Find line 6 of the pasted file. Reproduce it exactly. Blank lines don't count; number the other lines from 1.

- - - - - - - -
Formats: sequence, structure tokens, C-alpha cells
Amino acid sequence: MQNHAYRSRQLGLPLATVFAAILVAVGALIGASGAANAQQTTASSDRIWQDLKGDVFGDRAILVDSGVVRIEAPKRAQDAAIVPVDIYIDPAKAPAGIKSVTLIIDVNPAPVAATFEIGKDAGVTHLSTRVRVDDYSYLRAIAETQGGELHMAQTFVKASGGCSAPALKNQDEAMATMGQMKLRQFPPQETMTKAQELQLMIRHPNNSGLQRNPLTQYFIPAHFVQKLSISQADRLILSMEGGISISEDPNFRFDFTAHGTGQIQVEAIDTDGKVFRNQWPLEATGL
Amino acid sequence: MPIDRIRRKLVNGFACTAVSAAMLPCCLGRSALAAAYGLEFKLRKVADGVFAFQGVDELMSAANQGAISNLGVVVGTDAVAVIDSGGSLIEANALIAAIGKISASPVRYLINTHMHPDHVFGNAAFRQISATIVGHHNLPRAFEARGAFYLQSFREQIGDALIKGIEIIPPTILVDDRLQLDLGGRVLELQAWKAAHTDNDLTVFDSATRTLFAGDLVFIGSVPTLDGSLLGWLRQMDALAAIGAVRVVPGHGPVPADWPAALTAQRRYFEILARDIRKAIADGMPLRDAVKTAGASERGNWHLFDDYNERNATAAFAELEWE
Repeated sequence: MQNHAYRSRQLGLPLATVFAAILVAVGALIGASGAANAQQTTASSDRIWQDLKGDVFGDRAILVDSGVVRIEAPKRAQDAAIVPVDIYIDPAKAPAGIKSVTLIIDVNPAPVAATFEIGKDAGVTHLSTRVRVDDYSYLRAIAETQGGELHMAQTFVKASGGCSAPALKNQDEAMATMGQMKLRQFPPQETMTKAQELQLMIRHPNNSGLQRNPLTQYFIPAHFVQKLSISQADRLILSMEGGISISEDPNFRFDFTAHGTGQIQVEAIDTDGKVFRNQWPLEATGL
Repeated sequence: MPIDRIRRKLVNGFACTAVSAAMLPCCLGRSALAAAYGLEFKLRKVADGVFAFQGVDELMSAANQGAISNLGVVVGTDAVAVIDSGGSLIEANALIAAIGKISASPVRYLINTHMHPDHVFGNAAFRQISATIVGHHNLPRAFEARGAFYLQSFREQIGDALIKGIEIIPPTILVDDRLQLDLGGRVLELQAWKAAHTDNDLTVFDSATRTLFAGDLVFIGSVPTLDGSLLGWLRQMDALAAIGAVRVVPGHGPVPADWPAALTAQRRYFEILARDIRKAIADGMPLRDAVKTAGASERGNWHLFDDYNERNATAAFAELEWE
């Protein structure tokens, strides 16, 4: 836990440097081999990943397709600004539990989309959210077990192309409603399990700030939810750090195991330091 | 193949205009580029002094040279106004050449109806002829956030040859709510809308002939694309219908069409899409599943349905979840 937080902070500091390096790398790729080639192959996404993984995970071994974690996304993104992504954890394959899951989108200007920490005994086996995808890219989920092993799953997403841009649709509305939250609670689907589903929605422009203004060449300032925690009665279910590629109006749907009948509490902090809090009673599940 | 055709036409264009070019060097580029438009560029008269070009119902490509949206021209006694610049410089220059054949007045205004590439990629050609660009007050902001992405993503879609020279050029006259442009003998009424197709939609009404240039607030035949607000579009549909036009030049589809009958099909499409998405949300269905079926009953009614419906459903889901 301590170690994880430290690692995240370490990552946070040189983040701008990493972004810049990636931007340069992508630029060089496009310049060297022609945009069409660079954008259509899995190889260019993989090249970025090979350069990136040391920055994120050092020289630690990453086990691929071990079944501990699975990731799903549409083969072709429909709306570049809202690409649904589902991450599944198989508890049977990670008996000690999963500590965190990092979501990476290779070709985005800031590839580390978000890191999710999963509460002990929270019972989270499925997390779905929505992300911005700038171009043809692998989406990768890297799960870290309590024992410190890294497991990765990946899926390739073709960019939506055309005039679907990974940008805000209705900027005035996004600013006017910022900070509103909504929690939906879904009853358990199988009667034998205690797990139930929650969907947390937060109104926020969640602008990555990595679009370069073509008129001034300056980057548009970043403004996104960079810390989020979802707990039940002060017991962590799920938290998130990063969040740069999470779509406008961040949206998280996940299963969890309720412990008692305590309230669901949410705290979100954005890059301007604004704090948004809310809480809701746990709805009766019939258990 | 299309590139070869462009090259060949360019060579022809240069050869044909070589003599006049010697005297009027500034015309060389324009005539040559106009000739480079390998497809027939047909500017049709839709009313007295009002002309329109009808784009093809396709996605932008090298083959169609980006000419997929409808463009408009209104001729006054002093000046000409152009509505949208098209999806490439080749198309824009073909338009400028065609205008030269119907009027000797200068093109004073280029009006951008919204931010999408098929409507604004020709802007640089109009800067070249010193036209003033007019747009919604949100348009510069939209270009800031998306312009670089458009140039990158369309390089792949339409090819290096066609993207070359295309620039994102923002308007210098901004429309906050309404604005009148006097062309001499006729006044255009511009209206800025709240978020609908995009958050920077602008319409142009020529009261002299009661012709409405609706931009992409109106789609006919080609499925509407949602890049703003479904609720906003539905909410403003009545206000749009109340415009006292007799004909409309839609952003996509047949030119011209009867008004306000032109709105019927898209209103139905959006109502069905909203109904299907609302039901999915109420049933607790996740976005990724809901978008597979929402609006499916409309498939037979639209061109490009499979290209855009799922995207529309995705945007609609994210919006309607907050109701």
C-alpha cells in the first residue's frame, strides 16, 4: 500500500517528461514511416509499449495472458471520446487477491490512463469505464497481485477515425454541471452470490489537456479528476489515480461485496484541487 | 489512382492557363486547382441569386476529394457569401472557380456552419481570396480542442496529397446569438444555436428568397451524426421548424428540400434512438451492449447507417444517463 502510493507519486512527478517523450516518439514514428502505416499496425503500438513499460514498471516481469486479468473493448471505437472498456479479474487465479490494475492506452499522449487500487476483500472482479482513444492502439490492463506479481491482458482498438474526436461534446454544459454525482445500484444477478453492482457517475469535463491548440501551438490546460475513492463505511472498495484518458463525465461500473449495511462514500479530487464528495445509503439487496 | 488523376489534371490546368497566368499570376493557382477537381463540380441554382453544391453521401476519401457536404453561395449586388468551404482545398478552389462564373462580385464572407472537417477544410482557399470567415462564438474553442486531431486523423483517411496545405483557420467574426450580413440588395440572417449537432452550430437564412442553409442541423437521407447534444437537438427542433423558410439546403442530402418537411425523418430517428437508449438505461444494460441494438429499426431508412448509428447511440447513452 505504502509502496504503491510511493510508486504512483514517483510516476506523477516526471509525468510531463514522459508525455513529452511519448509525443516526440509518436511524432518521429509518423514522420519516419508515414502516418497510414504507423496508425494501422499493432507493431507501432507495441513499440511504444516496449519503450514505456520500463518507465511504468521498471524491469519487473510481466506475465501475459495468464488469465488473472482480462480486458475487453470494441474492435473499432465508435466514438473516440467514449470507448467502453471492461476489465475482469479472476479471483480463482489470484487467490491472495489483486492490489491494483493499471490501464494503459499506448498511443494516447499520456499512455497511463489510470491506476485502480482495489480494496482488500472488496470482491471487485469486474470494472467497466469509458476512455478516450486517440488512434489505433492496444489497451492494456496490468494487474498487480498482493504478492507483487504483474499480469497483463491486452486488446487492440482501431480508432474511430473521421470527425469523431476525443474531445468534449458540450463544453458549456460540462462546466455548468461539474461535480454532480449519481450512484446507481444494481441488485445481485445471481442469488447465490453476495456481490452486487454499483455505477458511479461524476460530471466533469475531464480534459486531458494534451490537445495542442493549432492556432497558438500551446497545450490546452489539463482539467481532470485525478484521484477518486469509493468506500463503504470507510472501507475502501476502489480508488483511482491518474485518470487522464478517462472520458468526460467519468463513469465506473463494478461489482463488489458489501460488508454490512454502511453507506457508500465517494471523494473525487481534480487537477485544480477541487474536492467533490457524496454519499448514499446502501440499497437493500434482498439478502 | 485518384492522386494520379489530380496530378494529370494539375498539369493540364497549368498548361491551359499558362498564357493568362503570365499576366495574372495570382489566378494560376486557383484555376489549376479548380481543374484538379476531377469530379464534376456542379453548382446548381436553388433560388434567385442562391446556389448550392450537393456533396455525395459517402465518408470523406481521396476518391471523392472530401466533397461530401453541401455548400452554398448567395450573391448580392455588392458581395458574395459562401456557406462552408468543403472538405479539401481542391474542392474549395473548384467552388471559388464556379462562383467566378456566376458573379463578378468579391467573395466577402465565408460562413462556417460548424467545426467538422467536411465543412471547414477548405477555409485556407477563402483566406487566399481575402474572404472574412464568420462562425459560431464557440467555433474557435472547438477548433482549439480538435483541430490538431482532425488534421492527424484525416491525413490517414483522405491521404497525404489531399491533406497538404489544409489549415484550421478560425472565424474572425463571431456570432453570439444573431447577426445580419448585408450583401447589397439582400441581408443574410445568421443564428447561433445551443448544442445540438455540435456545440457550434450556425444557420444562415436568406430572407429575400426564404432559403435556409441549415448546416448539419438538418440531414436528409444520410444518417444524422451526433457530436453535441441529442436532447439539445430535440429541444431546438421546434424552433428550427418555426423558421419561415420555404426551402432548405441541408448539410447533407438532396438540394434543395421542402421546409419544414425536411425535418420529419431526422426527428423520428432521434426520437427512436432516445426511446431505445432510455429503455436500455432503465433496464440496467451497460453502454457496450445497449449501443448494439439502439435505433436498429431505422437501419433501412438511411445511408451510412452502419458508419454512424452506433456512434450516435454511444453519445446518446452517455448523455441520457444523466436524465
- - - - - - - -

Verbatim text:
């Protein structure tokens, strides 16, 4: 836990440097081999990943397709600004539990989309959210077990192309409603399990700030939810750090195991330091 | 193949205009580029002094040279106004050449109806002829956030040859709510809308002939694309219908069409899409599943349905979840 937080902070500091390096790398790729080639192959996404993984995970071994974690996304993104992504954890394959899951989108200007920490005994086996995808890219989920092993799953997403841009649709509305939250609670689907589903929605422009203004060449300032925690009665279910590629109006749907009948509490902090809090009673599940 | 055709036409264009070019060097580029438009560029008269070009119902490509949206021209006694610049410089220059054949007045205004590439990629050609660009007050902001992405993503879609020279050029006259442009003998009424197709939609009404240039607030035949607000579009549909036009030049589809009958099909499409998405949300269905079926009953009614419906459903889901 301590170690994880430290690692995240370490990552946070040189983040701008990493972004810049990636931007340069992508630029060089496009310049060297022609945009069409660079954008259509899995190889260019993989090249970025090979350069990136040391920055994120050092020289630690990453086990691929071990079944501990699975990731799903549409083969072709429909709306570049809202690409649904589902991450599944198989508890049977990670008996000690999963500590965190990092979501990476290779070709985005800031590839580390978000890191999710999963509460002990929270019972989270499925997390779905929505992300911005700038171009043809692998989406990768890297799960870290309590024992410190890294497991990765990946899926390739073709960019939506055309005039679907990974940008805000209705900027005035996004600013006017910022900070509103909504929690939906879904009853358990199988009667034998205690797990139930929650969907947390937060109104926020969640602008990555990595679009370069073509008129001034300056980057548009970043403004996104960079810390989020979802707990039940002060017991962590799920938290998130990063969040740069999470779509406008961040949206998280996940299963969890309720412990008692305590309230669901949410705290979100954005890059301007604004704090948004809310809480809701746990709805009766019939258990 | 299309590139070869462009090259060949360019060579022809240069050869044909070589003599006049010697005297009027500034015309060389324009005539040559106009000739480079390998497809027939047909500017049709839709009313007295009002002309329109009808784009093809396709996605932008090298083959169609980006000419997929409808463009408009209104001729006054002093000046000409152009509505949208098209999806490439080749198309824009073909338009400028065609205008030269119907009027000797200068093109004073280029009006951008919204931010999408098929409507604004020709802007640089109009800067070249010193036209003033007019747009919604949100348009510069939209270009800031998306312009670089458009140039990158369309390089792949339409090819290096066609993207070359295309620039994102923002308007210098901004429309906050309404604005009148006097062309001499006729006044255009511009209206800025709240978020609908995009958050920077602008319409142009020529009261002299009661012709409405609706931009992409109106789609006919080609499925509407949602890049703003479904609720906003539905909410403003009545206000749009109340415009006292007799004909409309839609952003996509047949030119011209009867008004306000032109709105019927898209209103139905959006109502069905909203109904299907609302039901999915109420049933607790996740976005990724809901978008597979929402609006499916409309498939037979639209061109490009499979290209855009799922995207529309995705945007609609994210919006309607907050109701």